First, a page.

Samsung takes the training of influencers very seriously. The most important is the consumer sales touchpoint, either in a physical store or over the phone with call centre staff. Samsung has 43 trainers in the field today, 34 of which are dedicated to its Information Mobility (IM) team. This collection of Samsung evangelists promotes smartphones, tablets, Chromebooks and digital cameras to floor and call centre staff, teaching tricks such as switch training from iOS to Android. On Tuesday night, the IM training team presented to between 400 and 500 dealers at the Museum of Contemporary Art, the same location as the media launch, and are traveling to all mainland state capitals to spread this message.
“Our challenge is to put the Galaxy S5 in the salesperson’s hand,” one trainer told me after the launch. “It can be an expensive exercise and there is always a fear that they will immediately put them on eBay, but the most effective sales tool is what phone the salesperson has in their pocket. We teach switch training from iOS to Android, training for advocacy at sales points, call centres and in stores. It’s about teaching consumers how to switch.”
This system appears to be working. A well placed source at a major retail partner told me that the GS5 is set to be a winner at retail because, “The new features are good for demonstrating. Waterproof and toughness is much better for in-store showcasing than scrolling with your eyes or touch hovering: did consumers do that once after showing it off to their mates?”
Practical features, as opposed to technologically awesome but ultimately unused novelties, was a recurring theme at the launch. Arno Lenior told me that the reason Mobile Tap and Pay will resonate is because it is “not reinventing how people pay. People love to tap to pay and this just makes it more convenient…you can throw away your wallet!” Lenior says Australia is a major Samsung market and, as such, his insights and the local engireening team’s recommendations are communicated up to Seoul and acted upon. The ‘Made for Australia’ tagline may seem a tad contrived – this is a global release – but there is definitely an Australianness to this release.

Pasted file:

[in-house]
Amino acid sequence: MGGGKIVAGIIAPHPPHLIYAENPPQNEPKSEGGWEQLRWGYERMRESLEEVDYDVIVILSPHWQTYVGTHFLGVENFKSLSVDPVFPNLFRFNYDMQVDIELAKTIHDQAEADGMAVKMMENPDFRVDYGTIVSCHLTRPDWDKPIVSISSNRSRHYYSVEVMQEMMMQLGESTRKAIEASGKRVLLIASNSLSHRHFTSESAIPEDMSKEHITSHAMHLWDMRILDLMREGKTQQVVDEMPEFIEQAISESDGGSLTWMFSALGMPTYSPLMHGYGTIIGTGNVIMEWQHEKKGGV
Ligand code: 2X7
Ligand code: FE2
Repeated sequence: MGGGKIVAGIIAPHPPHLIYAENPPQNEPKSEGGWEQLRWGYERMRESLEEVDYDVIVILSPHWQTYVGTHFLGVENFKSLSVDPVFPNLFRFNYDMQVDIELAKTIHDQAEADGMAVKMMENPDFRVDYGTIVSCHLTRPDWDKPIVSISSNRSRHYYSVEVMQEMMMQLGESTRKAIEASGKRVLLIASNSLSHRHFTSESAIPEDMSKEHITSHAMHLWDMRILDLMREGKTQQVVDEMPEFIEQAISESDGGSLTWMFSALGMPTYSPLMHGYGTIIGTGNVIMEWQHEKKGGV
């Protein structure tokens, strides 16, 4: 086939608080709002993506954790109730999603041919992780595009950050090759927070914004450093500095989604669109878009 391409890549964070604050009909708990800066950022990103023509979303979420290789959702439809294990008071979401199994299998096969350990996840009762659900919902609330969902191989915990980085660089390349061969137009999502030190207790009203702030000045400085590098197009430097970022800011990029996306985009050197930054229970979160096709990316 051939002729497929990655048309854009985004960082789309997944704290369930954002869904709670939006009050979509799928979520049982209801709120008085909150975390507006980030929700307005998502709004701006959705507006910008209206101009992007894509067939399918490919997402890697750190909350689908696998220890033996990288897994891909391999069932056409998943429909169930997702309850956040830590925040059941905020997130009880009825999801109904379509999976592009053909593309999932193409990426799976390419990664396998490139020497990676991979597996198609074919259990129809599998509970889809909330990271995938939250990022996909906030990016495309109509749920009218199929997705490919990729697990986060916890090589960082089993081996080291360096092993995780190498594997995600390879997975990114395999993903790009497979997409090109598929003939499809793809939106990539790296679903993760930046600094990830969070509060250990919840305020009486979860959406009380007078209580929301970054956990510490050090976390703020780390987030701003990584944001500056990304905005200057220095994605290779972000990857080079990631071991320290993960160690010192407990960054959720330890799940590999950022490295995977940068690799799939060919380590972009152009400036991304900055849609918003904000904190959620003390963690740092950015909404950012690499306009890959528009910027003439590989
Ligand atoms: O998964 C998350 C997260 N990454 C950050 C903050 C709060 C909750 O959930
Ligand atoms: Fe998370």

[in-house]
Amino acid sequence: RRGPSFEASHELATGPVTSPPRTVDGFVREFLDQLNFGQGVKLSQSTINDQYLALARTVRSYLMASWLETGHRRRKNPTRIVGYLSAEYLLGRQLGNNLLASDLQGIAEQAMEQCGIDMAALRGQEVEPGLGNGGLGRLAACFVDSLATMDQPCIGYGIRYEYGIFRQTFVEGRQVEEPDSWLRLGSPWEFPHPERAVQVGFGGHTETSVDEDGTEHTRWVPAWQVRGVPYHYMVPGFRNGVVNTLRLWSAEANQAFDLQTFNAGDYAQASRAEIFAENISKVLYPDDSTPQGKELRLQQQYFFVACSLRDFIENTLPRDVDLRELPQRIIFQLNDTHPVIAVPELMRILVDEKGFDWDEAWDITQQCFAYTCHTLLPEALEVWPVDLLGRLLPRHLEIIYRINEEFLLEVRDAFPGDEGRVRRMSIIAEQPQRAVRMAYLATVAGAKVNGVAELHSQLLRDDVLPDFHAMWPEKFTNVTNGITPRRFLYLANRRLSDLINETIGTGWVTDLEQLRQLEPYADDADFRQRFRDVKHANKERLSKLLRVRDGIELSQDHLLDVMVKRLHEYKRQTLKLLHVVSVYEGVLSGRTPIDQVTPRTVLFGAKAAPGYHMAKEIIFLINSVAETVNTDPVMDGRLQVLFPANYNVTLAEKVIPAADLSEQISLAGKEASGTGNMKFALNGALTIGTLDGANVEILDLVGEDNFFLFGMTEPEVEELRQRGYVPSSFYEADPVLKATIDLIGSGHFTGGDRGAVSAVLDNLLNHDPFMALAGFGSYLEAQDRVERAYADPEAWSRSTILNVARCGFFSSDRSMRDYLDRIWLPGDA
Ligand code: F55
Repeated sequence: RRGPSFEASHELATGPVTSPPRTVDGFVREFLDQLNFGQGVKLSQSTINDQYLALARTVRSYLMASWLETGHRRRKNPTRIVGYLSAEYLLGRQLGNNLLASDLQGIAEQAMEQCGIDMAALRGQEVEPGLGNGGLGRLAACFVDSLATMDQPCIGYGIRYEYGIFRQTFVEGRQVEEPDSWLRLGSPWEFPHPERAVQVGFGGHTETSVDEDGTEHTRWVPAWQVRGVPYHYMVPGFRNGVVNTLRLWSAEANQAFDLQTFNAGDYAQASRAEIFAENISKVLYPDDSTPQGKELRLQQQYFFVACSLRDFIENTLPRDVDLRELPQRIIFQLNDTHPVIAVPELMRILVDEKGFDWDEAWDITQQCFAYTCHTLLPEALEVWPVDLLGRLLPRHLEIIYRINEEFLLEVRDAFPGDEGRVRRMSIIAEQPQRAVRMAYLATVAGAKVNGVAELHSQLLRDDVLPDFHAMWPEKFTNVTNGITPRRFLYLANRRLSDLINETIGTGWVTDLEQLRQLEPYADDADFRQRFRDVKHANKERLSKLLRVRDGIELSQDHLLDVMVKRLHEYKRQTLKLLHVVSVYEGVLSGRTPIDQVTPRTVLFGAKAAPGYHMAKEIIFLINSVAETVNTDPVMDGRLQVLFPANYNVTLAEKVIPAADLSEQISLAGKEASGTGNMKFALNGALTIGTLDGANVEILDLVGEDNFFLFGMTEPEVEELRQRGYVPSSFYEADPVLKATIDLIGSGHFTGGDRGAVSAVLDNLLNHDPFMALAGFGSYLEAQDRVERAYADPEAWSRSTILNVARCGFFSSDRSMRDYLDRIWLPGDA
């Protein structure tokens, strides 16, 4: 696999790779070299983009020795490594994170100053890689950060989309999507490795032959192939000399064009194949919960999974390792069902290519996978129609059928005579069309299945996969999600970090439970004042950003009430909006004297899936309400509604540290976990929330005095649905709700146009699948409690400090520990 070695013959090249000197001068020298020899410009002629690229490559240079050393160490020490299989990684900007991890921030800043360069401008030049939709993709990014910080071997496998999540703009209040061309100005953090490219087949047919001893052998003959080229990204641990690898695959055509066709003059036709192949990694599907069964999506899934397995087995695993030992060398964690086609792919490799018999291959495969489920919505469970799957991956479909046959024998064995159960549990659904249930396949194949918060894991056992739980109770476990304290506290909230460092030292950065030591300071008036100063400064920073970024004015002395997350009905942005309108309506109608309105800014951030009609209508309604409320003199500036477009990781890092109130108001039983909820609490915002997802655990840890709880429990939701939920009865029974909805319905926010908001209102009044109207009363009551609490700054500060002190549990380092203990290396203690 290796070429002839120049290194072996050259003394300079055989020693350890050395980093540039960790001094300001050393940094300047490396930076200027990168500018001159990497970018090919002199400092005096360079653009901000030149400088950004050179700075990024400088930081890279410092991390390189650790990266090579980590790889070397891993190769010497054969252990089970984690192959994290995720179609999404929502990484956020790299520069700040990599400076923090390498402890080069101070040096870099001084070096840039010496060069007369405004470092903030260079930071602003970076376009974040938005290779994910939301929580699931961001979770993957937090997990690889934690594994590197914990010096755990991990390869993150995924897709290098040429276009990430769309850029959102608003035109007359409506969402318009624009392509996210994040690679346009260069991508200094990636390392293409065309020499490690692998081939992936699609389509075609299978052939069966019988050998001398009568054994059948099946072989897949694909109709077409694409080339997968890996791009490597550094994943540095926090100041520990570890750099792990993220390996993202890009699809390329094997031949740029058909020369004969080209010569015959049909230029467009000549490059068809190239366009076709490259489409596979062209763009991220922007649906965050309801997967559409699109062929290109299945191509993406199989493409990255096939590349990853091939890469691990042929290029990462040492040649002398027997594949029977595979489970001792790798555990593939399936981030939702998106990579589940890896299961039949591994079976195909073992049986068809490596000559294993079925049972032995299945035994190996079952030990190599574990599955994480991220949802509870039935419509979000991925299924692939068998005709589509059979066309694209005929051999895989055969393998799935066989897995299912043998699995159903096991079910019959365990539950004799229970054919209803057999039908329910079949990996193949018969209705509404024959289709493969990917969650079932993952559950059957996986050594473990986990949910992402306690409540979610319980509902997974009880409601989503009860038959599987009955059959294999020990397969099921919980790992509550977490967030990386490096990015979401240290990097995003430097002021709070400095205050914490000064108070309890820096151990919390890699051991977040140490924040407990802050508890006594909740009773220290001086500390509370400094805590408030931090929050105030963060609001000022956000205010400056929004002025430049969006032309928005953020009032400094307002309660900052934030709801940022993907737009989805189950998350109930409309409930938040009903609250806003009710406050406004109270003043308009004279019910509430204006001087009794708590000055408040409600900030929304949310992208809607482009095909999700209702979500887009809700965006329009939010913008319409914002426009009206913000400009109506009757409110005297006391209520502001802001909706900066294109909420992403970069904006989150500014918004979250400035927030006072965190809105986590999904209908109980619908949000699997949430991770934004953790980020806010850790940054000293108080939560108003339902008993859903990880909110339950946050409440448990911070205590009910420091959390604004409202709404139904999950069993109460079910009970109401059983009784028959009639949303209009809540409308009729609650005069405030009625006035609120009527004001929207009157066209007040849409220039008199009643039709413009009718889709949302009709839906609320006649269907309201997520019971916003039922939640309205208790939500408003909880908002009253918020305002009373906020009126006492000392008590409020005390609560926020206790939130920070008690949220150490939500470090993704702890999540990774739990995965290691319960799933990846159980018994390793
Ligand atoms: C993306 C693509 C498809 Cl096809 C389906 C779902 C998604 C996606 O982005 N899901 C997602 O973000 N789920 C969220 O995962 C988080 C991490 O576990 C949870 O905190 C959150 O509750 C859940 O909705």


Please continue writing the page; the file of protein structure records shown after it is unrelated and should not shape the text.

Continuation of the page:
“There were a lot of great new features on the GS4,” Lenior says in a revealing moment of clarity, “but did they actually make a difference? The GS5 makes a difference.”
Feature fatigue is an issue Samsung is trying to address. How important are the fingerprint scanners, artificially intelligent personal assistants, automatic translators and retina scanners? Dan Ratner, managing director of Uberbrand says that while Samsung is right to work on switching consumers, features are actually becoming less and less relevant.
“Smartphones all offer similar functionality, meaning brands are now fighting a loyalty battle. Although they continue to innovate and add new features, these are quickly copied.”
Ratner said the attitude of brand is becoming essential to maintaining momentum, highlighting the manufactured anticipation for new Apple products, best evidenced by the queues outside stores, “even when there is little difference to the previous version”. These are the same queues Samsung has historically mocked but, one suspects, secretly covets.
(Still, the arms race for features will continue unabated. One well placed Samsung source tells me that a smartphone could have a rear casing filled with imperceptible helium-filled micro-balloons, so that if you dropped it in the water it would float. “Great for sailers and the nautical market!” he exclaimed.)
The Galaxy S5 will cost RRP $929 and will go on sale from 11 April 2014. It is also available from all the major telcos on myriad plans. Not a cheap smartphone: the HTC One M8 is RRP $899, the iPhone 5s (16GB) is RRP $869 and the Sony Xperia Z1 is RRP $779. I bring this up with a Samsung pro and he laughs: “If you want the best, you have to pay for it.”
Bertolt Brecht once said, “Sooner or later, we all begin to resemble our enemies”.
Samsung isn’t just resembling, it’s surpassing Apple.